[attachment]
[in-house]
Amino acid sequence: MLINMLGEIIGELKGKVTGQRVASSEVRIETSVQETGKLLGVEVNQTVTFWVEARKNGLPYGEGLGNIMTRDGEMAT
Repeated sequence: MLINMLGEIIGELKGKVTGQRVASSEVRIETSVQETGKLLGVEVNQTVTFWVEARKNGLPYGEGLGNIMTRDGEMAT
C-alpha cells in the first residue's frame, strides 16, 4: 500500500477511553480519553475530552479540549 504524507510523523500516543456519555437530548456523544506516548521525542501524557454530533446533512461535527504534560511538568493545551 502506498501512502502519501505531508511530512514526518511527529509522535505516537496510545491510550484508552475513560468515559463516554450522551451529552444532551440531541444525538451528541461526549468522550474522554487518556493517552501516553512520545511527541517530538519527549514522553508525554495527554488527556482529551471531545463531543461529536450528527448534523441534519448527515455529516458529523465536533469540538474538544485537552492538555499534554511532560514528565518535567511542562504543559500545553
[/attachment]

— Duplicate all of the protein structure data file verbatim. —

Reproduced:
[in-house]
Amino acid sequence: MLINMLGEIIGELKGKVTGQRVASSEVRIETSVQETGKLLGVEVNQTVTFWVEARKNGLPYGEGLGNIMTRDGEMAT
Repeated sequence: MLINMLGEIIGELKGKVTGQRVASSEVRIETSVQETGKLLGVEVNQTVTFWVEARKNGLPYGEGLGNIMTRDGEMAT
C-alpha cells in the first residue's frame, strides 16, 4: 500500500477511553480519553475530552479540549 504524507510523523500516543456519555437530548456523544506516548521525542501524557454530533446533512461535527504534560511538568493545551 502506498501512502502519501505531508511530512514526518511527529509522535505516537496510545491510550484508552475513560468515559463516554450522551451529552444532551440531541444525538451528541461526549468522550474522554487518556493517552501516553512520545511527541517530538519527549514522553508525554495527554488527556482529551471531545463531543461529536450528527448534523441534519448527515455529516458529523465536533469540538474538544485537552492538555499534554511532560514528565518535567511542562504543559500545553